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Too pop for punk, too "old school" for the New Wave. Mumps were a 70's era New York rock band, out of time. Everything about us was contradictory or cockeyed in a fashion era in which motorcycle jackets, mohawk hairdos, torn clothing and lots and lots of chains were the order of the day, we were the band most often seen in jackets, dress shirts and ties. Our high vaunting musical ambitions were matched with low ranking musical expertise, we had a lead singer who could sweat better than he could stay in key, and besides the fact that three of us were gay in a hetero-heavy field which only acknowledged homosexuality as being a passing marketing ploy in David Bowie's career. The only thing shared between us all was our weird combination of superiority and insecurity.
Included on this compilation you'll hear just about everything Mumps ever recorded both our singles, a smattering of early rehearsal tapes, demos, an alternate version, and even one number "Stupid" which was recorded for a compilation record of New York bands that never got released and which now sounds, to me at least, to be among the best things we ever committed to tape.
Now from beyond the grave, Mumps are back. What's our worth in this day and age? Coming from a point in time, before MTV, that is as good as prehistoric, there is of course the archeological factor. (....Jurassic Punk?) Then there is also the timeless factor. Allowing myself only a moment on the soap box, our music spoke to the true misfit class of American teenager. Not the poetic James Dean type dream outcast, but the real, nerdy, nobody wants ‘em, Forgotten Teens. You know the type. Too square to be down with the homeboys too idiotic to be up with the intellectuals, too insecure to be the center of attention and too impatient to just sit at home and wait until they get to be 21. Mumps music, and this of course was based on the tunes and lyrics mostly of Kristian Hoffman, spoke to the disenfranchised, kids who wanted to fit in any place but fit in no place instead. These Mumps miscreants came to our shows, loved my sweating and sour notes, were bewitched by Kristian Hoffman's pouting piano presence, thought Toby Duprey was the hottest guitarist ever, Paul Rutner was the toughest drummer around and Kevin Kiely was what the Venus De Mila would have been had she been a teenaged runaway male in the 2Oth century who played bass. The record of course is, as far as I'm concerned, first of all is for the former members of Mumps, something to show for the seven years spent in hard labor on the chain gang of rock and roll. But secondly this record is for the dorky youth. For kids who are dumb, unpopular, and considering a lifetime fraught with serious adjustment problems...Mumps the word.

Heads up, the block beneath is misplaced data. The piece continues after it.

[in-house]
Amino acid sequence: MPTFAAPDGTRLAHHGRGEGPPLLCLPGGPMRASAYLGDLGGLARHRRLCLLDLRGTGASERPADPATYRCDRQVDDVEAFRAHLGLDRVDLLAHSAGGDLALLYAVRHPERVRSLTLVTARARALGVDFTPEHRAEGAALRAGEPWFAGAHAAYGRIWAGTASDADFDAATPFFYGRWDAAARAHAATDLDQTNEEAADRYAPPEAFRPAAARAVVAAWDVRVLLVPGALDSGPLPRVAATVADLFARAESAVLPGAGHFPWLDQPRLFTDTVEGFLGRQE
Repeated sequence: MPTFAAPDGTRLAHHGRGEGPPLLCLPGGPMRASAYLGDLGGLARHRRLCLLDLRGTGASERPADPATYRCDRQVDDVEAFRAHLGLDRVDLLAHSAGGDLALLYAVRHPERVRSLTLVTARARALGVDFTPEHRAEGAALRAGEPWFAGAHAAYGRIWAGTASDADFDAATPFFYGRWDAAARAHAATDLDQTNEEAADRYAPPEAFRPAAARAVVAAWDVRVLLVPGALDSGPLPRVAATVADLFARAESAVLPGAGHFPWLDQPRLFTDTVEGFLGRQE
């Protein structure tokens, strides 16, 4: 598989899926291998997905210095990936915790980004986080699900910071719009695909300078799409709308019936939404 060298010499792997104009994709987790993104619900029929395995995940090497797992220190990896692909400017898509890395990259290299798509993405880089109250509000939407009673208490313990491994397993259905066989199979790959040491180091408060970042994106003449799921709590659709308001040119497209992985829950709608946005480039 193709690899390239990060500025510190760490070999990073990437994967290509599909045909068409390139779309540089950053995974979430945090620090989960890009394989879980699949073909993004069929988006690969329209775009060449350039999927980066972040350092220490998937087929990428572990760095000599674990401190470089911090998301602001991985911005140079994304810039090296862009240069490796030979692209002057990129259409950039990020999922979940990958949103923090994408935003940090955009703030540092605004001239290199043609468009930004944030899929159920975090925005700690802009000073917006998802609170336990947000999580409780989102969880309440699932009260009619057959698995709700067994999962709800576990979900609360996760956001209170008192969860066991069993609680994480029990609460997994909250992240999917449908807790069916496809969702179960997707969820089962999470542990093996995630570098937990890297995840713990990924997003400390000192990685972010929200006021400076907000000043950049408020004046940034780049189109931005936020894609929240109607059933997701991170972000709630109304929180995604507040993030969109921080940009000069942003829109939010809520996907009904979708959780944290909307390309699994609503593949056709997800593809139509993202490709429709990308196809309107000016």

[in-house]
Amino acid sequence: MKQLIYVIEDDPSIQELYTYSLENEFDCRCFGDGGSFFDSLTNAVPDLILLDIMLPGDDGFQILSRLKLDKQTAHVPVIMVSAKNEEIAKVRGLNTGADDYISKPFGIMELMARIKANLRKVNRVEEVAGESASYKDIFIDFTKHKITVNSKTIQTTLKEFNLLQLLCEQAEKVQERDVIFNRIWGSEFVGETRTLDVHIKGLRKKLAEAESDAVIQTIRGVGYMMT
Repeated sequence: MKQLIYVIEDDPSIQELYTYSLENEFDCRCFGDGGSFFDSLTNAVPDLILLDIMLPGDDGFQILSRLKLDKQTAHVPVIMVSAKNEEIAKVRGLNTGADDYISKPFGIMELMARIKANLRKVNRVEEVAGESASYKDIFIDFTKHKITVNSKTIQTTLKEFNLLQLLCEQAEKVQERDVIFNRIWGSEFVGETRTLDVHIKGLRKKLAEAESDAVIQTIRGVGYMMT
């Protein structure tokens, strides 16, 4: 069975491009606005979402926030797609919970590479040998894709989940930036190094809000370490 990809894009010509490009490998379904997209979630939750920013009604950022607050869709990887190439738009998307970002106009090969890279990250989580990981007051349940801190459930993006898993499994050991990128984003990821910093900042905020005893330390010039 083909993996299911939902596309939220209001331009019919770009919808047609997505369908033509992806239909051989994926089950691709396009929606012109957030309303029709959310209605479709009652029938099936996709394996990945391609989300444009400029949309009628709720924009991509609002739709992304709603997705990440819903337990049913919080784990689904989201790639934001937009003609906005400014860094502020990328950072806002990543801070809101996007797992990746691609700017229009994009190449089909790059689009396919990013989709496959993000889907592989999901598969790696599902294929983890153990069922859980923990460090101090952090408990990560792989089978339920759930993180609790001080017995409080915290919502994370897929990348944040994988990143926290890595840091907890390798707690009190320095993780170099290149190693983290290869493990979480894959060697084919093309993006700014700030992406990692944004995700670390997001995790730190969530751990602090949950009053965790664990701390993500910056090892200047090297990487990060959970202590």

- Lance Loud '94